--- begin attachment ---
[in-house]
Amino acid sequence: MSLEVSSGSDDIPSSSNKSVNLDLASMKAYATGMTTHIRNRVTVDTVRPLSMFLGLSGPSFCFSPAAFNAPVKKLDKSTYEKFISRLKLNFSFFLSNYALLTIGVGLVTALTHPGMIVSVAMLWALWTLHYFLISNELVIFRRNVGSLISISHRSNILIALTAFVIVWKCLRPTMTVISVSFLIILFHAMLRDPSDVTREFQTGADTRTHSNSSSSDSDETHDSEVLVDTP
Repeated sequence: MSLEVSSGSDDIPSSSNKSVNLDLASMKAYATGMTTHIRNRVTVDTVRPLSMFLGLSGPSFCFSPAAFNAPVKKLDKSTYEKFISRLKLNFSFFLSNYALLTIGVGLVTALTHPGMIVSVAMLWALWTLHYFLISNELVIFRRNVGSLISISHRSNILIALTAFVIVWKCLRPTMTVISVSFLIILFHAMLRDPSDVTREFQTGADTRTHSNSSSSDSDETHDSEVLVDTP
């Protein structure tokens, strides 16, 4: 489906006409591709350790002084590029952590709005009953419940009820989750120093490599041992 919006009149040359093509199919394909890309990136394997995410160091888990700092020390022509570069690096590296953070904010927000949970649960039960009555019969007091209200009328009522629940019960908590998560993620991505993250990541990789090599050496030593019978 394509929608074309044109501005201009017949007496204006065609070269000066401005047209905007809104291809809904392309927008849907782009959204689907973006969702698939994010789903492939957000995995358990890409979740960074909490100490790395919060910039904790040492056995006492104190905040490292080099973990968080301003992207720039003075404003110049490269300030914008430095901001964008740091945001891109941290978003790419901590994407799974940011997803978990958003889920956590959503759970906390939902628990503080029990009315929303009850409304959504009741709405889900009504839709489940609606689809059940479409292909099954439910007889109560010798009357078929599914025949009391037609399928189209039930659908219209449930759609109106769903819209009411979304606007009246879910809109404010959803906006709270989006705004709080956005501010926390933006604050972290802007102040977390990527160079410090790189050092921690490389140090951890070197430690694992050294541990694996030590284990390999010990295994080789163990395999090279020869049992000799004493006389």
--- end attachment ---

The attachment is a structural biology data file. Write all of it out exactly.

[in-house]
Amino acid sequence: MSLEVSSGSDDIPSSSNKSVNLDLASMKAYATGMTTHIRNRVTVDTVRPLSMFLGLSGPSFCFSPAAFNAPVKKLDKSTYEKFISRLKLNFSFFLSNYALLTIGVGLVTALTHPGMIVSVAMLWALWTLHYFLISNELVIFRRNVGSLISISHRSNILIALTAFVIVWKCLRPTMTVISVSFLIILFHAMLRDPSDVTREFQTGADTRTHSNSSSSDSDETHDSEVLVDTP
Repeated sequence: MSLEVSSGSDDIPSSSNKSVNLDLASMKAYATGMTTHIRNRVTVDTVRPLSMFLGLSGPSFCFSPAAFNAPVKKLDKSTYEKFISRLKLNFSFFLSNYALLTIGVGLVTALTHPGMIVSVAMLWALWTLHYFLISNELVIFRRNVGSLISISHRSNILIALTAFVIVWKCLRPTMTVISVSFLIILFHAMLRDPSDVTREFQTGADTRTHSNSSSSDSDETHDSEVLVDTP
């Protein structure tokens, strides 16, 4: 489906006409591709350790002084590029952590709005009953419940009820989750120093490599041992 919006009149040359093509199919394909890309990136394997995410160091888990700092020390022509570069690096590296953070904010927000949970649960039960009555019969007091209200009328009522629940019960908590998560993620991505993250990541990789090599050496030593019978 394509929608074309044109501005201009017949007496204006065609070269000066401005047209905007809104291809809904392309927008849907782009959204689907973006969702698939994010789903492939957000995995358990890409979740960074909490100490790395919060910039904790040492056995006492104190905040490292080099973990968080301003992207720039003075404003110049490269300030914008430095901001964008740091945001891109941290978003790419901590994407799974940011997803978990958003889920956590959503759970906390939902628990503080029990009315929303009850409304959504009741709405889900009504839709489940609606689809059940479409292909099954439910007889109560010798009357078929599914025949009391037609399928189209039930659908219209449930759609109106769903819209009411979304606007009246879910809109404010959803906006709270989006705004709080956005501010926390933006604050972290802007102040977390990527160079410090790189050092921690490389140090951890070197430690694992050294541990694996030590284990390999010990295994080789163990395999090279020869049992000799004493006389």